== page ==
Control Self Assessment. For Risk Management and Other Practical Applications

Managerial Auditing Journal

ISSN: 0268-6902

Article publication date: 1 July 2000



Vinten, G. (2000), "Control Self Assessment. For Risk Management and Other Practical Applications", Managerial Auditing Journal, Vol. 15 No. 5, pp. 253-255.



Emerald Group Publishing Limited

Copyright © 2000, MCB UP Limited

This is a balanced, definitive and encyclopaedic treatment of a topic which has been crying out for some time for such a book to be written. Indeed, this is the most significant and useful internal audit‐related text to be published for many a year. Control Self Assessment has taken on almost cult status, akin to that accompanying the latest fads and fancies of management gurus. This is indicated in part by the diverse acronyms and definitions that have grown up around it, plus the single routes to salvation claimed by this and that adherent. One of these definitions is paraphrased from an IIA Research Foundation Study:

A workshop‐based approach using facilitated group processes to examine business risks and controls and gain commitment through shared responsibility to action and improvement.

In its essence it is nothing new – British Petroleum was practising it in the early 1980s, albeit with varying degrees of company recognition and success. Keith Wade’s introduction is, as always when he writes, both a literary gem, and a provocation to thought and action. Certainly the technique is here to stay, although it has not always become an integral part of corporate governance, nor is it widely mentioned in management texts, and its relationship to internal audit is tricky, given that it is a line management function. There is a danger that internal audit be sucked in and take over, which would be self‐defeating. The problems, opportunities and issues are fully explored, and Keith outlines 12 stages of maturity in understanding and, where relevant, applying CSA. He also provides a map of the various possible approaches, and where they may be found within the book.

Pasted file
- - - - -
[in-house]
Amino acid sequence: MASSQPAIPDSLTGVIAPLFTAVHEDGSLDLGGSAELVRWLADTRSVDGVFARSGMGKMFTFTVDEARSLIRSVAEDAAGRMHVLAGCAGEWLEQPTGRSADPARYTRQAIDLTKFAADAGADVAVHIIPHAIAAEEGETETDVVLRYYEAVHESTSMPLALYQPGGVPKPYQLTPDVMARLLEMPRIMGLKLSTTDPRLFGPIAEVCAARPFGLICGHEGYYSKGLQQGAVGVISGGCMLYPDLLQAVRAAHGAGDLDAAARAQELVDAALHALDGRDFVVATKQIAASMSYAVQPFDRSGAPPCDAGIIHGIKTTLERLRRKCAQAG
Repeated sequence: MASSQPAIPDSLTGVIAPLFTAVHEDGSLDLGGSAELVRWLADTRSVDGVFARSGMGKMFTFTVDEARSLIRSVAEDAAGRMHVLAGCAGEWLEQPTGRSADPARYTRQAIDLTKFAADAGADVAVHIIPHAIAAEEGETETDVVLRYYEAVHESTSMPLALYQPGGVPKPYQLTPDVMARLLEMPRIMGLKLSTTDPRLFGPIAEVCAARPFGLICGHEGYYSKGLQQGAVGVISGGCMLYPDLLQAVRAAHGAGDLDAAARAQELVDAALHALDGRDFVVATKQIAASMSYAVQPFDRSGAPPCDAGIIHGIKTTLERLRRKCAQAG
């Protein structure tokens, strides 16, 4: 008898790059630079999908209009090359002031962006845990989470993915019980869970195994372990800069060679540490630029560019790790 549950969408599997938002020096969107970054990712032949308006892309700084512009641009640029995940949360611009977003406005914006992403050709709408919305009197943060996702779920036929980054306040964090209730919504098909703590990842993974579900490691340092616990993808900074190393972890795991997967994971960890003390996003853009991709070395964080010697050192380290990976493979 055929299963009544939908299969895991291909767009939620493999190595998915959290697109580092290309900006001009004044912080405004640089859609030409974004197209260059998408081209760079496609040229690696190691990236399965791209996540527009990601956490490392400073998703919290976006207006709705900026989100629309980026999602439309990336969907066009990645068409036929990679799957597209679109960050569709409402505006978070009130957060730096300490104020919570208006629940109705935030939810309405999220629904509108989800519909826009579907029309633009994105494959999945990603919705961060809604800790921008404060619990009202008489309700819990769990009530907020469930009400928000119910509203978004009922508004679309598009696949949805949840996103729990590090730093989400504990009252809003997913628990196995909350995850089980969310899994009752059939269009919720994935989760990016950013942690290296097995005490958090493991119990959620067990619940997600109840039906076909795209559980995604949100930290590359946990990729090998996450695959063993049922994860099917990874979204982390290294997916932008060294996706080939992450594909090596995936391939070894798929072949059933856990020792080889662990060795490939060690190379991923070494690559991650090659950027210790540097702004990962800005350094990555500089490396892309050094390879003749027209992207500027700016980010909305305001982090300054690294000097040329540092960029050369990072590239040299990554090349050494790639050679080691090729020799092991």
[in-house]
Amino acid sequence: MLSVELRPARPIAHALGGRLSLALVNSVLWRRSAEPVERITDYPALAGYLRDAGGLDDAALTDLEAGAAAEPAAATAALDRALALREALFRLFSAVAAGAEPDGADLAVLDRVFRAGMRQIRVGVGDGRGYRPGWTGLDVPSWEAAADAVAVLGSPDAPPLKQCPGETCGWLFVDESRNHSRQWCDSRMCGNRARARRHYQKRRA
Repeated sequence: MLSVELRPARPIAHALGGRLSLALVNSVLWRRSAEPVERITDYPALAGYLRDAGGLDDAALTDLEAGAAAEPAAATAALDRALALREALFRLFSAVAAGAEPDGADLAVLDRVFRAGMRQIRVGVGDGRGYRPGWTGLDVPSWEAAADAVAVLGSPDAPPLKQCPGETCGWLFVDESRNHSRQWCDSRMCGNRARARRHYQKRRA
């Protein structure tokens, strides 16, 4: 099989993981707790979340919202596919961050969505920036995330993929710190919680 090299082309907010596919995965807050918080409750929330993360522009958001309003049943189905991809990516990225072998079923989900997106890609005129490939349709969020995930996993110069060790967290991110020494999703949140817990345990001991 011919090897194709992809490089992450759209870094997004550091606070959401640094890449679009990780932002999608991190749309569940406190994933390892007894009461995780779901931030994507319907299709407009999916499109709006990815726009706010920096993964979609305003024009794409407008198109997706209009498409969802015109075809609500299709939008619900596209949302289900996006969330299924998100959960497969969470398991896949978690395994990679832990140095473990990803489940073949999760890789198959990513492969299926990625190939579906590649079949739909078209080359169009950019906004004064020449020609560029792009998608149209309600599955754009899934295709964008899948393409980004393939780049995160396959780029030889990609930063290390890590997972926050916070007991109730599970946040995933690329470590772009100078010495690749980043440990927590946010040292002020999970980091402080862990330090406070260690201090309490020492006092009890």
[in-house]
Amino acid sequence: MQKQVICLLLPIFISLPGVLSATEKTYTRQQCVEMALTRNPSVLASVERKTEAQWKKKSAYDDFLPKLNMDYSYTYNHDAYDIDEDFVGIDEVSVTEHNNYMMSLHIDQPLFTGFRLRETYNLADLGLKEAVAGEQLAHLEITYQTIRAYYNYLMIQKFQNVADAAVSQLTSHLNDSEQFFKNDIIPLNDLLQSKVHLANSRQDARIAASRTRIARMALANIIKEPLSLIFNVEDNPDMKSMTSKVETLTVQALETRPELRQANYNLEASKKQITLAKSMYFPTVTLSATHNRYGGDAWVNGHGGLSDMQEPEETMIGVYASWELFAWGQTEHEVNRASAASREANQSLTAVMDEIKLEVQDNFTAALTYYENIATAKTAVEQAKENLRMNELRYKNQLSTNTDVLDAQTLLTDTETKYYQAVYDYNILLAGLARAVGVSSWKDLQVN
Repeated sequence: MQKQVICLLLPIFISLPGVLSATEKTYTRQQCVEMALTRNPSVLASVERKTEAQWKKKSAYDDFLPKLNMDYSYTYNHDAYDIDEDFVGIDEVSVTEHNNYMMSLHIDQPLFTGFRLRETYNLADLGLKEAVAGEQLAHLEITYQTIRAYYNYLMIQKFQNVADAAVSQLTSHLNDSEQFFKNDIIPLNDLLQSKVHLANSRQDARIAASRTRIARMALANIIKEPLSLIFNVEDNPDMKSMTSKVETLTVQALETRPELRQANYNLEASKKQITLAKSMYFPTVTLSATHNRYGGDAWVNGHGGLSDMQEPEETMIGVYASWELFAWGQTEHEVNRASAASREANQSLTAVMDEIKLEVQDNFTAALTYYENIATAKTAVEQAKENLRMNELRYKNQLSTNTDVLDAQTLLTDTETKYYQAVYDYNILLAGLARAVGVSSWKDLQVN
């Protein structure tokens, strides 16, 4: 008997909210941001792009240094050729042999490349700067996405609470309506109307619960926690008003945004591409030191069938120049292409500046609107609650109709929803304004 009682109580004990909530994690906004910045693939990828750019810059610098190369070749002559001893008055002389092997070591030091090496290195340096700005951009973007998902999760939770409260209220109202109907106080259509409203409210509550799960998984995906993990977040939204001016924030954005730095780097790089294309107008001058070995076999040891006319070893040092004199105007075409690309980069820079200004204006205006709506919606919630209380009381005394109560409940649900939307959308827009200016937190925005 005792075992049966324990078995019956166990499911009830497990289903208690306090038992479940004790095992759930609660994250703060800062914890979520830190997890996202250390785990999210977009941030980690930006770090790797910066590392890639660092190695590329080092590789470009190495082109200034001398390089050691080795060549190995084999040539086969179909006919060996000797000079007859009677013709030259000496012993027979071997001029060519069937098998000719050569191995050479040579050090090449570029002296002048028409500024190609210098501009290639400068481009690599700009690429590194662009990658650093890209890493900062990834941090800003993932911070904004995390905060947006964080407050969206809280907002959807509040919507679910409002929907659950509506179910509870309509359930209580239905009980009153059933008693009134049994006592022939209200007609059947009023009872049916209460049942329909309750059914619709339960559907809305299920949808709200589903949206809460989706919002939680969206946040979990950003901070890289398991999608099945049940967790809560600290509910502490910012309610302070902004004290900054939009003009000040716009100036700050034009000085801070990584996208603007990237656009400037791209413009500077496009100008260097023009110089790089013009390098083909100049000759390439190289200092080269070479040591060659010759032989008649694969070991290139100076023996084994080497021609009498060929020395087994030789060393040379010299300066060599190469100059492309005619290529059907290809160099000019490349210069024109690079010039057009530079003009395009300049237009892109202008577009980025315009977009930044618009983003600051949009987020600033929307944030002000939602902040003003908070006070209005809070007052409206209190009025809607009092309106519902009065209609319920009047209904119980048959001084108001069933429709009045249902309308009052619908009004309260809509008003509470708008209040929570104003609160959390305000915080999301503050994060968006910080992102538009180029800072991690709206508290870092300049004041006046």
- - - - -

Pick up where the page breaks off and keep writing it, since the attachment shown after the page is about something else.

In the finale, Andy Wynne dampens down enthusiasm by stating that the benefits of CSA may have been exaggerated, and that it is not so revolutionary in its impact on internal control and risk management. It is simply cited as being a useful tool. One can take issue with his comment that the stages outlined can be viewed as the gradual transfer of responsibility for internal control from internal auditors to operational managers. Since operational managers always had it, there is nothing to be transferred. In the bulk of the book are to be found chapters from almost all those who run courses or provide conference presentations on the subject. Indeed, the book at £50, is considerably cheaper than attending an external workshop or conference, and so is undoubtedly a sound investment. The reader is treated to the state‐of‐the‐art across a catholic range of organisational types, and the book is a highly satisfying read which is a must for every corporate library.

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